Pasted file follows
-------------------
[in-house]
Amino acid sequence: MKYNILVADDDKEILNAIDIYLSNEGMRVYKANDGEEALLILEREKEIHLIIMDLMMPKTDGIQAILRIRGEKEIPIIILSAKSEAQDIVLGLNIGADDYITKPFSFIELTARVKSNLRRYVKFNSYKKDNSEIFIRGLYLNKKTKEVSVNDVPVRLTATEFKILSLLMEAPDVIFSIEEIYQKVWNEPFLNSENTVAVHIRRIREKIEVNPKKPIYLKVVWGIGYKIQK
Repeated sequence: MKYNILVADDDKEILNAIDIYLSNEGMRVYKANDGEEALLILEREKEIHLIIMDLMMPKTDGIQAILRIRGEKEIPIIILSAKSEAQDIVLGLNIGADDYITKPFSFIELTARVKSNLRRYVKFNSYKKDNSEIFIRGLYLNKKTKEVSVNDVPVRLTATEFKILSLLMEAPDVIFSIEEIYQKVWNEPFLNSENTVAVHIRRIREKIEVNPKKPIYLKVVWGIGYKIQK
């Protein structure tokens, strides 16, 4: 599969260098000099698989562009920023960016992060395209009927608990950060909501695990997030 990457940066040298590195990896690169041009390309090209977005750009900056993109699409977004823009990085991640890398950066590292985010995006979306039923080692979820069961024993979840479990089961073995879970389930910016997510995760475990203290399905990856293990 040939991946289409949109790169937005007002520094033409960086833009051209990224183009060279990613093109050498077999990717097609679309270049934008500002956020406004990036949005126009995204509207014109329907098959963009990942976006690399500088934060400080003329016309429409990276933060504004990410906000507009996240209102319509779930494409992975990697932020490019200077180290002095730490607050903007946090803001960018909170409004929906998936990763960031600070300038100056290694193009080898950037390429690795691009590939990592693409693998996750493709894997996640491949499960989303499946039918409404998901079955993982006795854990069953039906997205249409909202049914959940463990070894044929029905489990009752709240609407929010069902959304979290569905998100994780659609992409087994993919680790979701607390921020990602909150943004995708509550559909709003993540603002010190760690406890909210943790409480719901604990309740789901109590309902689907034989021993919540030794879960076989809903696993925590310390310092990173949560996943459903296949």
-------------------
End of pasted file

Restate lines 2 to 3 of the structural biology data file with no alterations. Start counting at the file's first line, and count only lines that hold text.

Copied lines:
Amino acid sequence: MKYNILVADDDKEILNAIDIYLSNEGMRVYKANDGEEALLILEREKEIHLIIMDLMMPKTDGIQAILRIRGEKEIPIIILSAKSEAQDIVLGLNIGADDYITKPFSFIELTARVKSNLRRYVKFNSYKKDNSEIFIRGLYLNKKTKEVSVNDVPVRLTATEFKILSLLMEAPDVIFSIEEIYQKVWNEPFLNSENTVAVHIRRIREKIEVNPKKPIYLKVVWGIGYKIQK
Repeated sequence: MKYNILVADDDKEILNAIDIYLSNEGMRVYKANDGEEALLILEREKEIHLIIMDLMMPKTDGIQAILRIRGEKEIPIIILSAKSEAQDIVLGLNIGADDYITKPFSFIELTARVKSNLRRYVKFNSYKKDNSEIFIRGLYLNKKTKEVSVNDVPVRLTATEFKILSLLMEAPDVIFSIEEIYQKVWNEPFLNSENTVAVHIRRIREKIEVNPKKPIYLKVVWGIGYKIQK